The discovery of a dead hive also provides an opportunity to take care of the important housekeeping detail of cleaning the equipment. This cleaning will prevent the frames from getting so glued up that they become next to impossible to remove. Take out every frame in each of the hive bodies and supers that made up the former colony, scraping away all of the burr comb and propolis attached to the sides and frame rests of each empty box. Then clean the excess wax and propolis off each frame before placing it back in position. The most efficient way to remove frames from a hive body in which the frames have been securely propolized into place is to drop the empty hive body upside down on an upturned outer cover so that the box comes to rest on the telescoping edges of the cover, and the frames are able to drop down into the space below.

While cleaning up a dead colony, it’s a good idea to collect the scrapings from the equipment as you work. With the price of wax and propolis significantly higher than the price of honey these days, the value of these precious substances should not be overlooked. An easy way to gather these items is to scrape the equipment above a collection box that will catch the debris as it falls. A simple version can be made by attaching a piece of window screen to the bottom of a hive body. The screen will allow honey and water to drain, while retaining the propolis and wax pieces within the box.

I like to wait until daytime temperatures have reached 50°F (10°C) or higher, on a fairly consistent basis, before I untie the colonies and remove the insulation underneath the outer cover. If a colony is coming out of the winter in a weak condition with only a handful of bees, leaving the insulation in place a little longer will help the colony weather the cool nights until it’s time to reverse the hives. The transition from winter to spring is the time of year when honey bees in the North Country are at their most vulnerable. Hives coming out of winter have been weakened from a significant loss in numbers as individual bees have died of old age or other causes after being cooped up inside for most of the past six months. The temperature swings that occur during this season can also wreak havoc on the bees as they invest precious energy and limited resources in expanding the brood nest during warm spells, only to have the cold return with a vengeance. Due to their decreased population, the bees are often unable to adequately cover the expanding nest area and keep it warm during cold snaps, resulting in the brood getting chilled and dying, a condition known as chill brood.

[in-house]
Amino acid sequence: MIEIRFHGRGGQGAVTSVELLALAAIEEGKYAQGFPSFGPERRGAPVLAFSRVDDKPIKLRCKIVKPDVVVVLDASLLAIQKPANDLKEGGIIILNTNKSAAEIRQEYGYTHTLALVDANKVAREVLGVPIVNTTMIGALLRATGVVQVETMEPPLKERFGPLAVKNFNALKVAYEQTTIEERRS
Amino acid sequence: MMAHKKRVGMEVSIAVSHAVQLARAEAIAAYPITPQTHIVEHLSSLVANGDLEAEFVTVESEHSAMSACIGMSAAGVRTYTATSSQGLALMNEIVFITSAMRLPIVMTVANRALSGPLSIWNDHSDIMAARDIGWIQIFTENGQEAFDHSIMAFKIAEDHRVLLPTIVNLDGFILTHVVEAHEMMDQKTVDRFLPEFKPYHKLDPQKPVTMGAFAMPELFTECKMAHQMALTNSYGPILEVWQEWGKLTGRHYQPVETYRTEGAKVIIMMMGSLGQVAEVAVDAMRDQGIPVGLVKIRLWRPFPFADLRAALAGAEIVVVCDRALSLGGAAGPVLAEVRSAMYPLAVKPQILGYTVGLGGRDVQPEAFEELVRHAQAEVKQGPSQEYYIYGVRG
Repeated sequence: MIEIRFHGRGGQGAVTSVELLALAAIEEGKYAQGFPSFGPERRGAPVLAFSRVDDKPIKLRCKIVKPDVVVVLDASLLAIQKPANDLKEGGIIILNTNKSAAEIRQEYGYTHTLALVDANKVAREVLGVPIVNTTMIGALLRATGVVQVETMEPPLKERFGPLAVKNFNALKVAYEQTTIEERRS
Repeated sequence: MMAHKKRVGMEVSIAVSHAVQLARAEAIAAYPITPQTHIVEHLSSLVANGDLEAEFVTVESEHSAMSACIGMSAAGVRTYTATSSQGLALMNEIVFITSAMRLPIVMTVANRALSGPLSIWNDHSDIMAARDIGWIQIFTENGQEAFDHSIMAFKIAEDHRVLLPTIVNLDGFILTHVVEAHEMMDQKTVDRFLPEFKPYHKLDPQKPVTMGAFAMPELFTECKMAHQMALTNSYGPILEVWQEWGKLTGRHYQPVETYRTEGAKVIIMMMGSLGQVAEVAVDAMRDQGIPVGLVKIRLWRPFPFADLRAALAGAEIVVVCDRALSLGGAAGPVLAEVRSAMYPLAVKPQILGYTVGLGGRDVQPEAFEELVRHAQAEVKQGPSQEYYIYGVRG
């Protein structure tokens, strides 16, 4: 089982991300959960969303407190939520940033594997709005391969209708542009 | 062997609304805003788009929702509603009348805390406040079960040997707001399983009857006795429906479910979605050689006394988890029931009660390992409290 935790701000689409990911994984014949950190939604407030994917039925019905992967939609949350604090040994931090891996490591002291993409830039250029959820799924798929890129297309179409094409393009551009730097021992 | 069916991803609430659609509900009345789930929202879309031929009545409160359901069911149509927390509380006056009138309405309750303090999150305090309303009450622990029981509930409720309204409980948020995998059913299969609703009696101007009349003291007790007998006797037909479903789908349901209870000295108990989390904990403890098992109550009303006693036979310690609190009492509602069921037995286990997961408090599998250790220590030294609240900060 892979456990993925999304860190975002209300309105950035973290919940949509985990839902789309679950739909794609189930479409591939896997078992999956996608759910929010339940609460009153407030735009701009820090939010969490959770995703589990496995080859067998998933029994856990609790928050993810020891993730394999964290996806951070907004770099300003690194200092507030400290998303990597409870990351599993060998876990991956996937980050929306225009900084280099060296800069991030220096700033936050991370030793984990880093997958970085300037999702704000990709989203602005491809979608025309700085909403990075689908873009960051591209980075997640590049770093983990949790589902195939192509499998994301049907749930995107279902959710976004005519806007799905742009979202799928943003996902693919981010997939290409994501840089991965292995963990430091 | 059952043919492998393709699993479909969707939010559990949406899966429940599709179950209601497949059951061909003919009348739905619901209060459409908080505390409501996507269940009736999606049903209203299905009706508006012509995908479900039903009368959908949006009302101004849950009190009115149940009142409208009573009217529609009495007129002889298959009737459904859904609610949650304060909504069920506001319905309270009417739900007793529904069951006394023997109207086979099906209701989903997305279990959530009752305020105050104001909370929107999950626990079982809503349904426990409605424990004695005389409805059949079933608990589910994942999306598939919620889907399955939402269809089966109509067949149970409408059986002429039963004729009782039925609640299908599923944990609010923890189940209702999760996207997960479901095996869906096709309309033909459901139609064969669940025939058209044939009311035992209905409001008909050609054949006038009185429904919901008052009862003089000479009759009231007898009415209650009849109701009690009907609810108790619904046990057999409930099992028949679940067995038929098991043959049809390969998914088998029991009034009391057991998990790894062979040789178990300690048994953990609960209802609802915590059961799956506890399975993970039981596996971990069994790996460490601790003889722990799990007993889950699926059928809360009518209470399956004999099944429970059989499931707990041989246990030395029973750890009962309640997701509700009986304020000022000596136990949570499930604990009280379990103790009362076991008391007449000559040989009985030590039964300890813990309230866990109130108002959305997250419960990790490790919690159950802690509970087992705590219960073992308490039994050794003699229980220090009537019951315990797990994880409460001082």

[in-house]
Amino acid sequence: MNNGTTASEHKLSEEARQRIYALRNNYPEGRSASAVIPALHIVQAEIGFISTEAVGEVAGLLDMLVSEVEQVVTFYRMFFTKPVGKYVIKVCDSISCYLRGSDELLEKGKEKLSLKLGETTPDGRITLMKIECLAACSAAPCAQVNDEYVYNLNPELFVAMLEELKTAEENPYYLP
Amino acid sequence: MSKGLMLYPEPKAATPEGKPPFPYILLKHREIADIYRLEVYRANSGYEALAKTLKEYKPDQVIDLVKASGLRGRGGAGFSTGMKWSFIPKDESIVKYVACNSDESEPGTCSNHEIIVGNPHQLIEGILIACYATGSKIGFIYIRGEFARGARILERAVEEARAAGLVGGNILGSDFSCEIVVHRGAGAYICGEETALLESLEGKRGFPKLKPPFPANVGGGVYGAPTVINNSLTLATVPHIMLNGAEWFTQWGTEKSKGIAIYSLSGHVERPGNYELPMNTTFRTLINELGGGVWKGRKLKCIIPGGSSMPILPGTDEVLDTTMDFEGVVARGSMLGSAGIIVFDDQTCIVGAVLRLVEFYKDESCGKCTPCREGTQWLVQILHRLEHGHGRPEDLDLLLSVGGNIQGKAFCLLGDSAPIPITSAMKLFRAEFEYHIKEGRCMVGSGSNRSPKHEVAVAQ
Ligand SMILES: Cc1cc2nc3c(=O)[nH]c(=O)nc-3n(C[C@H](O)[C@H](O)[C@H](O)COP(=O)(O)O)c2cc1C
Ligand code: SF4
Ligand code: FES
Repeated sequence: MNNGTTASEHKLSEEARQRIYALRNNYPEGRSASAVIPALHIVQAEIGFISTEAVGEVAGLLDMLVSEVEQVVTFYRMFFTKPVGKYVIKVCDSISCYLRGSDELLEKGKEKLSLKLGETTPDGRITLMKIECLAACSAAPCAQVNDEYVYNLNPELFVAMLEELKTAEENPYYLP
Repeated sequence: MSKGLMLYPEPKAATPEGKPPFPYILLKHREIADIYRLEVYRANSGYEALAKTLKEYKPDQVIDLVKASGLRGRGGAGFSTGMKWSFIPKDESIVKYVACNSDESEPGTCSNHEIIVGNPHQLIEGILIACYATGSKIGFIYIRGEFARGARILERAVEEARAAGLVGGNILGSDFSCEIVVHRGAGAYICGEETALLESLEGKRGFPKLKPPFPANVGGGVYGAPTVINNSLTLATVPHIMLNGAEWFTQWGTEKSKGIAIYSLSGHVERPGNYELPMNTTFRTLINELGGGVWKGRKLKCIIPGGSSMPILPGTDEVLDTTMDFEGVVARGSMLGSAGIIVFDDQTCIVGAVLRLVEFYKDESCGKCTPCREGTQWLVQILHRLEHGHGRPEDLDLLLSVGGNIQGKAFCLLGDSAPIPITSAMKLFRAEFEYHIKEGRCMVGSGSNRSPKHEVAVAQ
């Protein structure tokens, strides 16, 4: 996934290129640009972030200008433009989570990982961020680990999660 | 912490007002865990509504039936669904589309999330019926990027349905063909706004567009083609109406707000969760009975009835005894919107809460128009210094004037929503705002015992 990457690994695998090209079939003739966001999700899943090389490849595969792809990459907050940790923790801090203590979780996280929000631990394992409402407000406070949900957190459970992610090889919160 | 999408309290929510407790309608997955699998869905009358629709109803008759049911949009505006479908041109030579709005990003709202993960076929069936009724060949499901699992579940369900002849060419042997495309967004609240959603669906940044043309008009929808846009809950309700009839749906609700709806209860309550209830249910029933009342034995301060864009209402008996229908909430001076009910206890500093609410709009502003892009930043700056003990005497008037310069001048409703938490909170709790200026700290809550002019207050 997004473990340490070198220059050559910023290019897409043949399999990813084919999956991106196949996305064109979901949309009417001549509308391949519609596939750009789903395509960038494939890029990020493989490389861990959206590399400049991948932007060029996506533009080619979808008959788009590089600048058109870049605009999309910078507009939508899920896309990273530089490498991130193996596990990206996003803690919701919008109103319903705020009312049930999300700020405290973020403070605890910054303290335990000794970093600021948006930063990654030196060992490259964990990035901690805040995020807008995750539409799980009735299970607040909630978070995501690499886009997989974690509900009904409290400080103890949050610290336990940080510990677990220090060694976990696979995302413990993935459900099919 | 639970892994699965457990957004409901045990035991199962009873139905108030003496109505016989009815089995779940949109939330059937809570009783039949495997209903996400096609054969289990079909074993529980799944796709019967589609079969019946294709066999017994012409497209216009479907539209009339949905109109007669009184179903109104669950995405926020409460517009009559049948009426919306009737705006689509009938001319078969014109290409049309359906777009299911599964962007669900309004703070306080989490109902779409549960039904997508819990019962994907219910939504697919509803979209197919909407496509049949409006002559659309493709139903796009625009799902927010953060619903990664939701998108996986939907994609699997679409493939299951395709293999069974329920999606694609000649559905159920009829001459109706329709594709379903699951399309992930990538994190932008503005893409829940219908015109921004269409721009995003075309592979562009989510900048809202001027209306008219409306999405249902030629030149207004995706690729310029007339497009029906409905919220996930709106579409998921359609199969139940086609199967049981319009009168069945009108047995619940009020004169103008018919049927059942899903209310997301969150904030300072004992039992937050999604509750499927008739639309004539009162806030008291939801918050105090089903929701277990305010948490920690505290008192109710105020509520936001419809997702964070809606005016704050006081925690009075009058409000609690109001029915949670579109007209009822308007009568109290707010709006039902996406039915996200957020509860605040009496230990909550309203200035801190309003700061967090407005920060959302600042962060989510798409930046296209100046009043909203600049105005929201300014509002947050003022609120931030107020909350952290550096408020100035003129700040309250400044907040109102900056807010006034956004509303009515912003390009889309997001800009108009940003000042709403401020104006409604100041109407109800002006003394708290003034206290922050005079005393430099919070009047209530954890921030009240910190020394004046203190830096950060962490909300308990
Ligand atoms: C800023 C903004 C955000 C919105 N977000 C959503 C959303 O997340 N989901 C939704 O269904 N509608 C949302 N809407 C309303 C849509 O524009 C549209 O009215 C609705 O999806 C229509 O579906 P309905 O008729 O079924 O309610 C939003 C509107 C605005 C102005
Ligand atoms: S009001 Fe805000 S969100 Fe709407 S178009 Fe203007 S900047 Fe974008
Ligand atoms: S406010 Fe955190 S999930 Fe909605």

This is also the time of year that can be lethal should the bees lose contact with their stored honey. On too many occasions, I have inspected the brood nest of a dead colony that still had plenty of honey stored within its combs, but the honey was located several inches away from where the bees were clustered. The telltale sign that the bees have starved from want of nourishment is that many of them are found with their tails sticking out of the cells, as they scraped the back of the cells that form the comb with their tongues, desperately looking for a drop of golden ambrosia. This is why the first visit of the year to the apiary is so important. Should you find, upon initial inspection, that the colony is still alive but has “eaten itself into a corner,” and that the brood area is surrounded by empty comb, move a frame full of sealed honey so it sits next to the cluster. It would probably also be a good idea to feed a hive in this situation in order to be sure they have enough food to last them until the first honey flow of the year gets underway. By making sure that the bees are free from disease and have plenty of honey within reach, many unnecessary deaths can be avoided during the critical transition from winter to spring.

Reprinted with permission from Natural Beekeeping by Ross Conrad and published by Chelsea Green Publishing, 2013. Buy this book from our store: Natural Beekeeping.